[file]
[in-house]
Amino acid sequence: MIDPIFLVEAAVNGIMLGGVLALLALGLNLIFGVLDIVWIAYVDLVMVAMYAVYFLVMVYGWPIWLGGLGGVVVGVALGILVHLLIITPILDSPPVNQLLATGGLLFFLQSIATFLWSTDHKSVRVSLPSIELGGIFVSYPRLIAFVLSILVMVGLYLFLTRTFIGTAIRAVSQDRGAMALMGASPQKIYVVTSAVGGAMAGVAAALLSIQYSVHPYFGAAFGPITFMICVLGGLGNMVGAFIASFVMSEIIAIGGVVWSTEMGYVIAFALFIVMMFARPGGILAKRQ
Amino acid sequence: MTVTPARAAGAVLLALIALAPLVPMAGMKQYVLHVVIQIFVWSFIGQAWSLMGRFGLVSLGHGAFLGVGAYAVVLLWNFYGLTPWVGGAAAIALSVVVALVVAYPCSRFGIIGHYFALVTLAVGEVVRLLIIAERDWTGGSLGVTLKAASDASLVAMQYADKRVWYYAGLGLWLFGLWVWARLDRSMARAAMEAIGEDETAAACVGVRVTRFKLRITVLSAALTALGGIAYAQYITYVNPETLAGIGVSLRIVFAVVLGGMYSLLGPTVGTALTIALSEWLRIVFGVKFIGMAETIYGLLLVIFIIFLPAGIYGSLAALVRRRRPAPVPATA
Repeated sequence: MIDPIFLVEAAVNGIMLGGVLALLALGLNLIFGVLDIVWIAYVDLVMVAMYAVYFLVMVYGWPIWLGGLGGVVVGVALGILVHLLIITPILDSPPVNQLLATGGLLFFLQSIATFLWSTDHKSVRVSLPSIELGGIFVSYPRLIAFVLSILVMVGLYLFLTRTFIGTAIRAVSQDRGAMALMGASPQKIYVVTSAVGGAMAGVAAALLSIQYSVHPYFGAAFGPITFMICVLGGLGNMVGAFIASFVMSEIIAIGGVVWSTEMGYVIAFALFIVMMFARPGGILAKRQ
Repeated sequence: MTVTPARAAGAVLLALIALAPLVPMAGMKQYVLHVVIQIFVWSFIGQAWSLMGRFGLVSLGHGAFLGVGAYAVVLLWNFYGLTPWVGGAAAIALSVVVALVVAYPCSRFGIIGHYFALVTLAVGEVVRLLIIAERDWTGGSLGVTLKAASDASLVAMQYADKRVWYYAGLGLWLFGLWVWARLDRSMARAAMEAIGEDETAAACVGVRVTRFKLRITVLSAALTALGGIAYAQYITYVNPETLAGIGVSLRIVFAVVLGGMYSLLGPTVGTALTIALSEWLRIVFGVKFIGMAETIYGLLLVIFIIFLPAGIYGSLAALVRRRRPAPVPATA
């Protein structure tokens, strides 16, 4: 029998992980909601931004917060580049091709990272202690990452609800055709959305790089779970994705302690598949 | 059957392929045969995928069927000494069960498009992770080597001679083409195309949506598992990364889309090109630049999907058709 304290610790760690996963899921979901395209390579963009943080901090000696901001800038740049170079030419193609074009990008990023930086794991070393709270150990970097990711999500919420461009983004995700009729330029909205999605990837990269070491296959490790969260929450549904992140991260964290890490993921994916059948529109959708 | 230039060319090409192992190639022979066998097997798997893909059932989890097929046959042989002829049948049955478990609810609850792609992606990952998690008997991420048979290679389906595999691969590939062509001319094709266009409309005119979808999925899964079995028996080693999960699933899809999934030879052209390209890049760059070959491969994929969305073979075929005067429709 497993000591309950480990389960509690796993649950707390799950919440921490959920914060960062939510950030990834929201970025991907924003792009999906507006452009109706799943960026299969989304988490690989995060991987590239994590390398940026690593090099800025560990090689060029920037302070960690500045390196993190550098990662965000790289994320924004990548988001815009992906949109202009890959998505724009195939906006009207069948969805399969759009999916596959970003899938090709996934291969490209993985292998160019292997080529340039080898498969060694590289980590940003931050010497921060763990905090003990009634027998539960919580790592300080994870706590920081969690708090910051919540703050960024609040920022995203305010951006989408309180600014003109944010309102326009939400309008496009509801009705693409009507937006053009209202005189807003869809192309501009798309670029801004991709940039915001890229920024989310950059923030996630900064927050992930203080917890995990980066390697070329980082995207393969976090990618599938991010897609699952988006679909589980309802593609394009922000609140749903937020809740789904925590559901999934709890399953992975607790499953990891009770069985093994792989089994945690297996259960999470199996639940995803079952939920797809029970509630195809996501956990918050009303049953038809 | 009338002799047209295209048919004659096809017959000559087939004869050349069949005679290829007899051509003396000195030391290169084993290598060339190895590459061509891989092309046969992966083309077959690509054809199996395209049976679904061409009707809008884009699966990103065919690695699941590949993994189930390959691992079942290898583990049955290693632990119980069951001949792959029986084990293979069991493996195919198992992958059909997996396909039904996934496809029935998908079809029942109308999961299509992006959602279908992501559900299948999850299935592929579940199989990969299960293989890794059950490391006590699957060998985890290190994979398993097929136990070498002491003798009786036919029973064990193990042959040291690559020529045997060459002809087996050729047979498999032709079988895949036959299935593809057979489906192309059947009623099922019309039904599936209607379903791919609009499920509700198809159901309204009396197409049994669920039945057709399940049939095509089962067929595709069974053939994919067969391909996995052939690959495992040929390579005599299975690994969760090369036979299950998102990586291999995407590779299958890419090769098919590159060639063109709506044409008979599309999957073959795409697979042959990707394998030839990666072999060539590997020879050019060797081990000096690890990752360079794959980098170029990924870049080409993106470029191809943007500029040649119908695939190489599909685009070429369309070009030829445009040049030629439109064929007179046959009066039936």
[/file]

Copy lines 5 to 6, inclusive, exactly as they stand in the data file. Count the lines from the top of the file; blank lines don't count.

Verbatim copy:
Repeated sequence: MTVTPARAAGAVLLALIALAPLVPMAGMKQYVLHVVIQIFVWSFIGQAWSLMGRFGLVSLGHGAFLGVGAYAVVLLWNFYGLTPWVGGAAAIALSVVVALVVAYPCSRFGIIGHYFALVTLAVGEVVRLLIIAERDWTGGSLGVTLKAASDASLVAMQYADKRVWYYAGLGLWLFGLWVWARLDRSMARAAMEAIGEDETAAACVGVRVTRFKLRITVLSAALTALGGIAYAQYITYVNPETLAGIGVSLRIVFAVVLGGMYSLLGPTVGTALTIALSEWLRIVFGVKFIGMAETIYGLLLVIFIIFLPAGIYGSLAALVRRRRPAPVPATA
């Protein structure tokens, strides 16, 4: 029998992980909601931004917060580049091709990272202690990452609800055709959305790089779970994705302690598949 | 059957392929045969995928069927000494069960498009992770080597001679083409195309949506598992990364889309090109630049999907058709 304290610790760690996963899921979901395209390579963009943080901090000696901001800038740049170079030419193609074009990008990023930086794991070393709270150990970097990711999500919420461009983004995700009729330029909205999605990837990269070491296959490790969260929450549904992140991260964290890490993921994916059948529109959708 | 230039060319090409192992190639022979066998097997798997893909059932989890097929046959042989002829049948049955478990609810609850792609992606990952998690008997991420048979290679389906595999691969590939062509001319094709266009409309005119979808999925899964079995028996080693999960699933899809999934030879052209390209890049760059070959491969994929969305073979075929005067429709 497993000591309950480990389960509690796993649950707390799950919440921490959920914060960062939510950030990834929201970025991907924003792009999906507006452009109706799943960026299969989304988490690989995060991987590239994590390398940026690593090099800025560990090689060029920037302070960690500045390196993190550098990662965000790289994320924004990548988001815009992906949109202009890959998505724009195939906006009207069948969805399969759009999916596959970003899938090709996934291969490209993985292998160019292997080529340039080898498969060694590289980590940003931050010497921060763990905090003990009634027998539960919580790592300080994870706590920081969690708090910051919540703050960024609040920022995203305010951006989408309180600014003109944010309102326009939400309008496009509801009705693409009507937006053009209202005189807003869809192309501009798309670029801004991709940039915001890229920024989310950059923030996630900064927050992930203080917890995990980066390697070329980082995207393969976090990618599938991010897609699952988006679909589980309802593609394009922000609140749903937020809740789904925590559901999934709890399953992975607790499953990891009770069985093994792989089994945690297996259960999470199996639940995803079952939920797809029970509630195809996501956990918050009303049953038809 | 009338002799047209295209048919004659096809017959000559087939004869050349069949005679290829007899051509003396000195030391290169084993290598060339190895590459061509891989092309046969992966083309077959690509054809199996395209049976679904061409009707809008884009699966990103065919690695699941590949993994189930390959691992079942290898583990049955290693632990119980069951001949792959029986084990293979069991493996195919198992992958059909997996396909039904996934496809029935998908079809029942109308999961299509992006959602279908992501559900299948999850299935592929579940199989990969299960293989890794059950490391006590699957060998985890290190994979398993097929136990070498002491003798009786036919029973064990193990042959040291690559020529045997060459002809087996050729047979498999032709079988895949036959299935593809057979489906192309059947009623099922019309039904599936209607379903791919609009499920509700198809159901309204009396197409049994669920039945057709399940049939095509089962067929595709069974053939994919067969391909996995052939690959495992040929390579005599299975690994969760090369036979299950998102990586291999995407590779299958890419090769098919590159060639063109709506044409008979599309999957073959795409697979042959990707394998030839990666072999060539590997020879050019060797081990000096690890990752360079794959980098170029990924870049080409993106470029191809943007500029040649119908695939190489599909685009070429369309070009030829445009040049030629439109064929007179046959009066039936």